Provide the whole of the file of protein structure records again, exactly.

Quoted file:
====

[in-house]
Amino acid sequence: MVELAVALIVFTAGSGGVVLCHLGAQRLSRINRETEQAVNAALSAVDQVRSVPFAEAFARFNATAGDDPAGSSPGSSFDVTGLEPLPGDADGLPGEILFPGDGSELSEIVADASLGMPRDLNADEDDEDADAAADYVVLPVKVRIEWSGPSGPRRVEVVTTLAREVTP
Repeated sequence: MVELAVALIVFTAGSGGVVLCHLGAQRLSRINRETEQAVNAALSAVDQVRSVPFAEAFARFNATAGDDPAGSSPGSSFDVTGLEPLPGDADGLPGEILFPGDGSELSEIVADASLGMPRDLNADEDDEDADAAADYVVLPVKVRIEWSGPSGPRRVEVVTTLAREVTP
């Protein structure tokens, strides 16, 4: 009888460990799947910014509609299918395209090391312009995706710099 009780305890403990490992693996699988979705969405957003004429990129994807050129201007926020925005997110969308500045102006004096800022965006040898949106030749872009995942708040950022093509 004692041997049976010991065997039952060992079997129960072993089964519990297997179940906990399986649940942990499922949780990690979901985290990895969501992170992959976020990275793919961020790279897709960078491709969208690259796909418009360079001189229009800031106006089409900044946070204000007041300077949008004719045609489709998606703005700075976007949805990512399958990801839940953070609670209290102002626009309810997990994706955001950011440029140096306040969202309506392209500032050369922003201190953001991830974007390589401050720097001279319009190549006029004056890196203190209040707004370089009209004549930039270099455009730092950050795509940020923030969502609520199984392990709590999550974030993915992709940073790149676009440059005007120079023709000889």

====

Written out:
[in-house]
Amino acid sequence: MVELAVALIVFTAGSGGVVLCHLGAQRLSRINRETEQAVNAALSAVDQVRSVPFAEAFARFNATAGDDPAGSSPGSSFDVTGLEPLPGDADGLPGEILFPGDGSELSEIVADASLGMPRDLNADEDDEDADAAADYVVLPVKVRIEWSGPSGPRRVEVVTTLAREVTP
Repeated sequence: MVELAVALIVFTAGSGGVVLCHLGAQRLSRINRETEQAVNAALSAVDQVRSVPFAEAFARFNATAGDDPAGSSPGSSFDVTGLEPLPGDADGLPGEILFPGDGSELSEIVADASLGMPRDLNADEDDEDADAAADYVVLPVKVRIEWSGPSGPRRVEVVTTLAREVTP
């Protein structure tokens, strides 16, 4: 009888460990799947910014509609299918395209090391312009995706710099 009780305890403990490992693996699988979705969405957003004429990129994807050129201007926020925005997110969308500045102006004096800022965006040898949106030749872009995942708040950022093509 004692041997049976010991065997039952060992079997129960072993089964519990297997179940906990399986649940942990499922949780990690979901985290990895969501992170992959976020990275793919961020790279897709960078491709969208690259796909418009360079001189229009800031106006089409900044946070204000007041300077949008004719045609489709998606703005700075976007949805990512399958990801839940953070609670209290102002626009309810997990994706955001950011440029140096306040969202309506392209500032050369922003201190953001991830974007390589401050720097001279319009190549006029004056890196203190209040707004370089009209004549930039270099455009730092950050795509940020923030969502609520199984392990709590999550974030993915992709940073790149676009440059005007120079023709000889």